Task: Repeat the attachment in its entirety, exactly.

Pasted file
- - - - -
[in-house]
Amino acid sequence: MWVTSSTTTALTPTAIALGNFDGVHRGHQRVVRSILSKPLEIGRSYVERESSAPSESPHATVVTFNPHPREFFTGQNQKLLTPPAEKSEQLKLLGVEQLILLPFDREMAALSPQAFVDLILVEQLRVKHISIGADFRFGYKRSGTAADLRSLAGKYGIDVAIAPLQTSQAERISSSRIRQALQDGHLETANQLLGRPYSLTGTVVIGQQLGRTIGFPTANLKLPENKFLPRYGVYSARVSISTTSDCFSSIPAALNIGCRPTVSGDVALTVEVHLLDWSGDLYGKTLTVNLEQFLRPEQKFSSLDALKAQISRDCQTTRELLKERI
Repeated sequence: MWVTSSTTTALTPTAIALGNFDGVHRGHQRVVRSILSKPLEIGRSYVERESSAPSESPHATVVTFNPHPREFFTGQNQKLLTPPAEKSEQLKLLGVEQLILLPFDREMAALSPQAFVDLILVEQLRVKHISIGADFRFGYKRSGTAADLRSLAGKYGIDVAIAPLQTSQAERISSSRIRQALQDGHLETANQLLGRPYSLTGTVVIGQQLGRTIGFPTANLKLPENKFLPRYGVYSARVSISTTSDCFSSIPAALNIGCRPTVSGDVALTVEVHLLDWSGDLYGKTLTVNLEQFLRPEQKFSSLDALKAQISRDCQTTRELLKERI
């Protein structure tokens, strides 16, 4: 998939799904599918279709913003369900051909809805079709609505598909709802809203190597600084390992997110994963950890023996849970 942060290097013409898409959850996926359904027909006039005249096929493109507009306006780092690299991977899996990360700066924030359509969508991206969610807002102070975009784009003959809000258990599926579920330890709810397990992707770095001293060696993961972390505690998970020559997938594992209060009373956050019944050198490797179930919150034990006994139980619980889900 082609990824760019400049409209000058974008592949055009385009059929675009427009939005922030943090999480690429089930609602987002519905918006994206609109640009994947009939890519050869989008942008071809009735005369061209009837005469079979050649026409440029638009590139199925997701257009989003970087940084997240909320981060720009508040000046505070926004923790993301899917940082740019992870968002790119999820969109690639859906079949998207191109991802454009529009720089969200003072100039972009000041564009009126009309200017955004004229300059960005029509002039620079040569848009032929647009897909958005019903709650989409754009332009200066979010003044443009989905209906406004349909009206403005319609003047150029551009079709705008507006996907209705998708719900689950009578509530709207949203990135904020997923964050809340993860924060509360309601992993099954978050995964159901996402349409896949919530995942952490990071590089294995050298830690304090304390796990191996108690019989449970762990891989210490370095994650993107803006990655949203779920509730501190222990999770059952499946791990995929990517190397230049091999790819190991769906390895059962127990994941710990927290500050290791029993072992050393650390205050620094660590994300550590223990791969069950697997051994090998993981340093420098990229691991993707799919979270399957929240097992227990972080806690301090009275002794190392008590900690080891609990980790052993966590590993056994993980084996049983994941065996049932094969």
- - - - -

[in-house]
Amino acid sequence: MWVTSSTTTALTPTAIALGNFDGVHRGHQRVVRSILSKPLEIGRSYVERESSAPSESPHATVVTFNPHPREFFTGQNQKLLTPPAEKSEQLKLLGVEQLILLPFDREMAALSPQAFVDLILVEQLRVKHISIGADFRFGYKRSGTAADLRSLAGKYGIDVAIAPLQTSQAERISSSRIRQALQDGHLETANQLLGRPYSLTGTVVIGQQLGRTIGFPTANLKLPENKFLPRYGVYSARVSISTTSDCFSSIPAALNIGCRPTVSGDVALTVEVHLLDWSGDLYGKTLTVNLEQFLRPEQKFSSLDALKAQISRDCQTTRELLKERI
Repeated sequence: MWVTSSTTTALTPTAIALGNFDGVHRGHQRVVRSILSKPLEIGRSYVERESSAPSESPHATVVTFNPHPREFFTGQNQKLLTPPAEKSEQLKLLGVEQLILLPFDREMAALSPQAFVDLILVEQLRVKHISIGADFRFGYKRSGTAADLRSLAGKYGIDVAIAPLQTSQAERISSSRIRQALQDGHLETANQLLGRPYSLTGTVVIGQQLGRTIGFPTANLKLPENKFLPRYGVYSARVSISTTSDCFSSIPAALNIGCRPTVSGDVALTVEVHLLDWSGDLYGKTLTVNLEQFLRPEQKFSSLDALKAQISRDCQTTRELLKERI
């Protein structure tokens, strides 16, 4: 998939799904599918279709913003369900051909809805079709609505598909709802809203190597600084390992997110994963950890023996849970 942060290097013409898409959850996926359904027909006039005249096929493109507009306006780092690299991977899996990360700066924030359509969508991206969610807002102070975009784009003959809000258990599926579920330890709810397990992707770095001293060696993961972390505690998970020559997938594992209060009373956050019944050198490797179930919150034990006994139980619980889900 082609990824760019400049409209000058974008592949055009385009059929675009427009939005922030943090999480690429089930609602987002519905918006994206609109640009994947009939890519050869989008942008071809009735005369061209009837005469079979050649026409440029638009590139199925997701257009989003970087940084997240909320981060720009508040000046505070926004923790993301899917940082740019992870968002790119999820969109690639859906079949998207191109991802454009529009720089969200003072100039972009000041564009009126009309200017955004004229300059960005029509002039620079040569848009032929647009897909958005019903709650989409754009332009200066979010003044443009989905209906406004349909009206403005319609003047150029551009079709705008507006996907209705998708719900689950009578509530709207949203990135904020997923964050809340993860924060509360309601992993099954978050995964159901996402349409896949919530995942952490990071590089294995050298830690304090304390796990191996108690019989449970762990891989210490370095994650993107803006990655949203779920509730501190222990999770059952499946791990995929990517190397230049091999790819190991769906390895059962127990994941710990927290500050290791029993072992050393650390205050620094660590994300550590223990791969069950697997051994090998993981340093420098990229691991993707799919979270399957929240097992227990972080806690301090009275002794190392008590900690080891609990980790052993966590590993056994993980084996049983994941065996049932094969």